Matthew Walker: Why We Sleep.
A very popular book at the moment. Walker is a living apostle of sleep and his enthusiasm for the subject is contagious. Extremely readable and deserving of all the praise it gets. Not devoted entirely to the subject of dreaming, he nevertheless covers the basics quite elegantly.
Andrea Rock: The Mind at Night
(Basic Books, 2004)
Provides a compelling history of sleep research from the Golden Age of Aserinsky and Kleitman’s early REM studies through Hobson’s passionate anti-Freudianism and onto Solm’s tentative defence of some of Freud’s ideas. It then gets into more contemporary stuff and is based on conversations with many of the big names. Written by a non-expert for non-experts, in my view this journalistic account is one of the best introductory books out there.
Robert L. Van de Castle: Our Dreaming Mind
This is pretty much the go-to introduction to everything about dreaming. Van de Castle was a major and celebrated researcher, and he tried and succeeded in producing an enormous, not-too-scientific overview of the topic. It is pretty exhaustive, including (somewhat biased!) accounts of pre-Freudian, Freudian, Jungian, and neuroscientific approaches, as well as loads of history and discussion of the contribution of dreaming on culture. It even includes some interesting material on dreaming as a window into the future and other occult ideas!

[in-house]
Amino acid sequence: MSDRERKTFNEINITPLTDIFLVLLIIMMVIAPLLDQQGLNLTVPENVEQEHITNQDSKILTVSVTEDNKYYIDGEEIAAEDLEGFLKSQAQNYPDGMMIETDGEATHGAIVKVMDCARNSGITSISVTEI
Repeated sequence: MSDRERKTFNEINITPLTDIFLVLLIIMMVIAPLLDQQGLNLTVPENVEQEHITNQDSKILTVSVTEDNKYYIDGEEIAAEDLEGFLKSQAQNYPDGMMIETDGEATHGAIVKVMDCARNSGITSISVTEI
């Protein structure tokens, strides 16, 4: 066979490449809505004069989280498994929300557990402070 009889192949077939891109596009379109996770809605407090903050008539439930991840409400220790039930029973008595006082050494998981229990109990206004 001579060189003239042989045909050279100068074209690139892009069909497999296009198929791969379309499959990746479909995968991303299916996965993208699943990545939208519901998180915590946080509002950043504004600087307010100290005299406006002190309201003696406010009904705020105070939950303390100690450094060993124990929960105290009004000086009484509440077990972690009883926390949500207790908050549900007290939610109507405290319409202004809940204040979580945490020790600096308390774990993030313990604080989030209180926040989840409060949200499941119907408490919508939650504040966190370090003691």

Mark Solms and Oliver Turnbull: The Brain and the Inner World; An introduction to the neuroscience of subjective experience
(Other Press, 2002)
Not devoted entirely to dreaming, but this a great introduction to an ancient philosophical puzzle from the perspective of open-minded, clear thinking pair of neuroscientists. Solms is a major contributor to contemporary research, and Chapter 6 is devoted to dreams. He is also a practicing psychotherapist, and his contribution to and perspective on dream research is invaluable even if, like me, you’re pretty wary of Freud.
I actually can’t entirely recommend this book, but it feels necessary, somehow. Hobson was a major pioneer in dream research whose work involved developing the very influential “Activation Synthesis” model of dreaming, which effectively served to demolish the entire Freudian edifice by arguing that dreaming is merely an epiphenomenal result of chemical activity in the lower brainstem (the pons). This “introduction” presents the world of dreaming very much from within the perspective of Hobson’s model, but this model is now itself in a certain amount of dispute. Still, worth reading, but only as a supplement to other books.
Read some good books about sleeping and dreaming? Let me know and I’ll pass them along!